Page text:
Khustina - The Betrothal Kerchief

Translated by Florence Randal Livesay

On Sunday she did not dance–
She earned the money for her skeins of silk
With which she embroidered her kerchief.
And while she stitched she sang:

"My kerchief, embroidered, stitched, and scalloped!
I shall present thee and my lover shall kiss me.
O Khustina, bright with my painting.
I am unplaiting my hair, I walk with my lover– *2
(O my Fate! My Mother!)
The people will wonder in the morning
That an orphan should give this kerchief–
Fine-broidered and painted kerchief."

So worked she at her stitching, and gazed down the road
To listen for the bellowing of the curved-horned oxen,
To see if her Tchumak comes homeward.

                         . . . . .

The Tchumak is coming from beyond Lyman,
With another's possessions, with no luck of his own.
He drives another man's oxen; he sings as he drives:

"O my fate, my fortune,
Why is it not like that of others?
Do I drink and dance?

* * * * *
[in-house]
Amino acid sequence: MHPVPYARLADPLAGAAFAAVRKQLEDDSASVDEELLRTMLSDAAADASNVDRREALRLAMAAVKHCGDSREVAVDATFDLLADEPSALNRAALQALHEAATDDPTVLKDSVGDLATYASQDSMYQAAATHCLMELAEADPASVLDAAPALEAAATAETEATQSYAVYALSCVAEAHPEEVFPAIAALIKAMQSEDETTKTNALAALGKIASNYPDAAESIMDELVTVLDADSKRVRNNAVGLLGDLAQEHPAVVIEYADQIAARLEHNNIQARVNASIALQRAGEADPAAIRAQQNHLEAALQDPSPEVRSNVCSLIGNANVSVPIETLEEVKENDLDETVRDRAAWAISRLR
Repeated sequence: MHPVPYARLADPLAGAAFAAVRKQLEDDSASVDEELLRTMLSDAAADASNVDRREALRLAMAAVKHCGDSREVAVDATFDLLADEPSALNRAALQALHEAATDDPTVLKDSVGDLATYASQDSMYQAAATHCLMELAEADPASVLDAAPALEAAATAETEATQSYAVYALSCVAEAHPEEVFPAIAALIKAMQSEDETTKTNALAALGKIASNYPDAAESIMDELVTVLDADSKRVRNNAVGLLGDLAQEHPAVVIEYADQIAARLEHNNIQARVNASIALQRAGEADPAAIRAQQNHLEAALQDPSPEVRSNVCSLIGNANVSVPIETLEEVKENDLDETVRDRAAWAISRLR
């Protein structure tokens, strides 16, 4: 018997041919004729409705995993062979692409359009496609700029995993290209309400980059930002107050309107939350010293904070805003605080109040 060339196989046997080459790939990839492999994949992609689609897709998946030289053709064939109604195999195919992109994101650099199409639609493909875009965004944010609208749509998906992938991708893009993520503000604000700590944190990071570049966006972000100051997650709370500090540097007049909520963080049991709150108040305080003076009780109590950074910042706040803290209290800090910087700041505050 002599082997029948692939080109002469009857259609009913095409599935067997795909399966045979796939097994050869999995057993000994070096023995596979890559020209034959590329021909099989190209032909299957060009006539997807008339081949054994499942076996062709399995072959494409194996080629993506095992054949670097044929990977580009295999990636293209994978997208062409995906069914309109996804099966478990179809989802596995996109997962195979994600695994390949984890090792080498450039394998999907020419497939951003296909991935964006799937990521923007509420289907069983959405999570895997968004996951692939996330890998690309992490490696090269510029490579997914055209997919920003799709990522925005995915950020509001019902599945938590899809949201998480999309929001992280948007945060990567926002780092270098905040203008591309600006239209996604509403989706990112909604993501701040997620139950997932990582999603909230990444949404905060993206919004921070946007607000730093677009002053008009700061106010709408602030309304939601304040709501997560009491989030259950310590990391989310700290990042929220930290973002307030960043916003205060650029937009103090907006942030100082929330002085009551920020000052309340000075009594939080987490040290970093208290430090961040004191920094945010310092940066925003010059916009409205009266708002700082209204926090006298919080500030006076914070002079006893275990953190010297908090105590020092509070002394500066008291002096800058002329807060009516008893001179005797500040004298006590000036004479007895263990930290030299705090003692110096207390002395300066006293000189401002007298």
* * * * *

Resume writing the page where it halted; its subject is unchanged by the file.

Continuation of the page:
Have I not got strength?
Know I not the roads of the steppes
That lead to thee?
Do I not offer thee my gifts,
(For I have gifts)–my brown eyes–
My young strength, bought by the rich?
... Perchance they have mated my sweetheart to another.
Teach me, O Fortune, how to forget,
How to drown my grief in drink and song."

And as he journeyed over the steppes, lonesome, unhappy, he wept–
And out on the steppes, on a grave, a grey owl hooted.

The Tchumaki, greatly troubled, entreated: *3
"Bless us, Ataman, that we may reach the village,
For we would bring our comrade to the village
That there he may confess ere death; be shriven."
They confessed; heard mass, consulted fortune-tellers.
But it availed not; so with him, unholpen,
They moved along the road. Was it his burden,
The constant burden of his anxious love
(Or victim he of some one's evil spell?),
That so they brought him from the Don
Home on a waggon?
God he besought
At least to see his sweetheart. But not so–
He pleaded not enough. . . . They buried him . . .
And none will mourn him, buried far away;
They placed a cross upon the orphan's grave
And journeyed on.

As the grass withers, as the leaf falls on the stream,
Is borne to distance dim,
The Cossack left this world, and took with him
All that he had.

Where is the kerchief, silken-wrought?
The merry girl-child, where?
The wind a kerchief waves
On the new cross.
A maiden in a nunnery
Unbinds her hair.

                            1844, St. Petersburg

*1   When a girl becomes engaged, she binds on the head of her 
       lover, a kerchief, hand embroidered in gay colours.
*2   Unplaiting the hair: custom of a bride-to-be.
*3   Tchumaki — road merchants, traders in other lands.